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By the time the warning signs of diabetes are evident, much of the havoc the condition wreaks is already been done.
In fact, living with diabetes doubles your risk of coronary heart disease, stroke and death from cardiovascular disease. It also skyrockets your chances of ending up with Alzheimer’s, nerve damage and kidney disease.
This makes preventing blood sugar problems in the first place vital to preserving your health and your life.
Yet, what if your mom had diabetes… or your dad or your grandparents?
Are you doomed to have diabetes thanks to your genetics? Or is there a more important, controllable factor that could give you a way to stave off blood sugar battles?
Well, according to a new study, the answer is yes…
BMI outweighs genetics for diabetes risk
The research included a whopping 445,765 participants, most of whom joined the study when they were around 57 years old and were followed until an average age of just over 65.
Definitely not a flash-in-the-pan study. This was some serious, long-term research.
Basically, the team wanted to determine just how much of a role genetics plays in the likelihood of diabetes development in comparison to obesity and to figure out whether modifications to body weight could help to prevent or even reverse the condition.
The researchers assessed each person’s inherited risk of diabetes using 6.9 million genes and took height and weight measurements to calculate their body mass index or BMI (body mass divided by the square of your body height). They then divided them all into groups based on both their genetic risk and BMI and then waited and watched to see who actually ended up with diabetes and who didn’t.
And here’s what they found…
Participants in the highest BMI group (average 34.5 kg/m2) had an elevenfold increased risk of diabetes compared to participants in the lowest BMI group (average 21.7 kg/m2).
Yes, you read that right!
An 11 times higher risk thanks to an elevated BMI.
Regardless of genetic predisposition
And here’s where things get really interesting…
The highest BMI group had a greater likelihood of developing diabetes than all other BMI groups, regardless of genetic risk.
In other words, you could have zero genetic risk yet have the highest chance of getting diabetes simply because of your weight.
As the principal investigator, Professor Brian Ference, of the University of Cambridge puts it, “The findings indicate that BMI is a much more powerful risk factor for diabetes that genetic predisposition.”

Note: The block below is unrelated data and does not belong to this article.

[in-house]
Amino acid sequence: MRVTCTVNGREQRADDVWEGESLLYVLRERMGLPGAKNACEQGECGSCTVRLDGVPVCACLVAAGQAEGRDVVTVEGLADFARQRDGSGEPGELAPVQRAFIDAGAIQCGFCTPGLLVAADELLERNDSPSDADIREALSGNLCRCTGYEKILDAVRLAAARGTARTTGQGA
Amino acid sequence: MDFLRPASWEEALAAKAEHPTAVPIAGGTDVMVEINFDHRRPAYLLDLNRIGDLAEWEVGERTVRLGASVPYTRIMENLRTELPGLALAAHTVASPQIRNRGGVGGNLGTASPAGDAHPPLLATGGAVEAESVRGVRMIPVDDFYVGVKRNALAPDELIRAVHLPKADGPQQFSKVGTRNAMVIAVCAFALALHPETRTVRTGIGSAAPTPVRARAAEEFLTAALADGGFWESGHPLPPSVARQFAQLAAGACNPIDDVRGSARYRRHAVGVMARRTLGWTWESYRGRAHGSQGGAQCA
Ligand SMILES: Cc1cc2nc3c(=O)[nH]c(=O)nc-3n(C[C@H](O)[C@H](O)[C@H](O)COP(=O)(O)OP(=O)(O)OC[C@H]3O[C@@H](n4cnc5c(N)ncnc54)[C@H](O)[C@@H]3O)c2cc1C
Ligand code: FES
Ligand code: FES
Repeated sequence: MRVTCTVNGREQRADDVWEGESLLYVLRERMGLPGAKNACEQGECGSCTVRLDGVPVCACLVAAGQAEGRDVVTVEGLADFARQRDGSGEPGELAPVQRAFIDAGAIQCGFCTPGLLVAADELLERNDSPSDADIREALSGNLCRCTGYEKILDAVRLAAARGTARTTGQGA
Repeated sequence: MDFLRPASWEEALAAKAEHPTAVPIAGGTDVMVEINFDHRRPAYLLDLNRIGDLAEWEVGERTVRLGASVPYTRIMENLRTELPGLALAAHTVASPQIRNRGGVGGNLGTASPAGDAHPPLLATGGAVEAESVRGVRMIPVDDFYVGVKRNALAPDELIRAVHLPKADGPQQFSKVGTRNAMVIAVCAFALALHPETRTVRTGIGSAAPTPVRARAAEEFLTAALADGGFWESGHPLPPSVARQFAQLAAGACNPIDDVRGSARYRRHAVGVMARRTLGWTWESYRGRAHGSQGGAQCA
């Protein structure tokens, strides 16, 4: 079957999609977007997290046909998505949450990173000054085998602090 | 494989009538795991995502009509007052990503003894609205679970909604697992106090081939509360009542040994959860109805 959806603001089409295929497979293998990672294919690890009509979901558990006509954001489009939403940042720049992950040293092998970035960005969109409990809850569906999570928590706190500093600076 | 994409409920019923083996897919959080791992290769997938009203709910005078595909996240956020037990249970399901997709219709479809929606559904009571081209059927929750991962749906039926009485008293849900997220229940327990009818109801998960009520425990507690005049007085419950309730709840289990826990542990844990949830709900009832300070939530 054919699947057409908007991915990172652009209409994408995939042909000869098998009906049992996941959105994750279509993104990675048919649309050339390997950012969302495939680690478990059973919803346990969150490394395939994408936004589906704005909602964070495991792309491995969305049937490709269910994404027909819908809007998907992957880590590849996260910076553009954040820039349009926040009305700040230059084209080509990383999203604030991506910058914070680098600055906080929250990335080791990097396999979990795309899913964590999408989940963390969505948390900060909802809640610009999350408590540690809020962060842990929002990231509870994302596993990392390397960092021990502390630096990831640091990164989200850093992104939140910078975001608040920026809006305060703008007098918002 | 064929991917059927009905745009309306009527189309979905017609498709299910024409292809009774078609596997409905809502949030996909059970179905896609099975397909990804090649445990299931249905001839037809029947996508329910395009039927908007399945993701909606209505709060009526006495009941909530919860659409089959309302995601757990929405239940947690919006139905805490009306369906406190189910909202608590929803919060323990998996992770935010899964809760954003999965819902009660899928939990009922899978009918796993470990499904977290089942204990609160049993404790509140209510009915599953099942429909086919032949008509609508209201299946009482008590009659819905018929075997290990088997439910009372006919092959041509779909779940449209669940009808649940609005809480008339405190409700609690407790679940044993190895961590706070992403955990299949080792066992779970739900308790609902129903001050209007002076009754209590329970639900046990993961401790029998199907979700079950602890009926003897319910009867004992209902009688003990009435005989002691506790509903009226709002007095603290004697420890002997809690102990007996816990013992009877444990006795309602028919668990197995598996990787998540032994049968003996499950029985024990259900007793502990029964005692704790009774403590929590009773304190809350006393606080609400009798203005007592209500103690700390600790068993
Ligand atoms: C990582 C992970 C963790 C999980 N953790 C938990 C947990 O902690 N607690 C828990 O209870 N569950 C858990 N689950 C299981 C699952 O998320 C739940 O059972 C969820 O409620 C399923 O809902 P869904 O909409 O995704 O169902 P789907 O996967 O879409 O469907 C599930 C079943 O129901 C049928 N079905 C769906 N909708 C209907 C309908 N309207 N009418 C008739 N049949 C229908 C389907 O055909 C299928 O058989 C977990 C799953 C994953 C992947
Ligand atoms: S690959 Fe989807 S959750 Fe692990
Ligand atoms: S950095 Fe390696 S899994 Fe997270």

And he says that the study also showed that it doesn’t matter how long you remain overweight, only that you’re overweight just long enough to kick off the blood sugar problems in the first place. In essence, once you cross a certain BMI threshold, your chances of diabetes go up and stay at that same high-risk level regardless of long you keep the weight on.
“Efforts to lose weight are critical when a person starts to develop blood sugar problems. It may also be possible to reverse diabetes by losing weight in the early stages before permanent damage occurs,” said Professor Ference.
Changing your future and your family legacy
This means that while genetics may have a role to play in diabetes, it’s much smaller and less important than your BMI, which is great news since your weight and BMI are completely in your hands.
There are numerous diet and exercise plans to choose from, but the single most important key to success is in choosing one that you can stick to.
And there’s no need to reinvent the wheel. Just check out the results from this “old school” weight loss program…
Researchers in the U.K. followed up on a U.S. study that showed that participation in a Weight Watchers program succeeded in reversing progression to type 2 diabetes.
Participants determined to be prediabetic were invited to contact Weight Watchers to book a place on their diabetes prevention program, which included a 90-minute introductory session followed by 48 weekly group meetings.
Their program focuses on improving diet quality, reducing portion size and increasing physical activity levels. And guess what?
Blood glucose levels returned to normal in more than a third (38 percent) of the participants and only 3 percent developed type 2 diabetes after 12 months. This meant that more than a third of those at risk for developing type 2 diabetes were able to avoid it by following the Weight Watchers’ diet plan.
As an added bonus, the average weight loss per person amounted to over 22 pounds during the 12 months they followed the program.
The bottom line is that you don’t have to accept diabetes as your fate just because it runs in your family. Get a handle on BMI and you should be good to go.
Diabetes — Mayo Clinic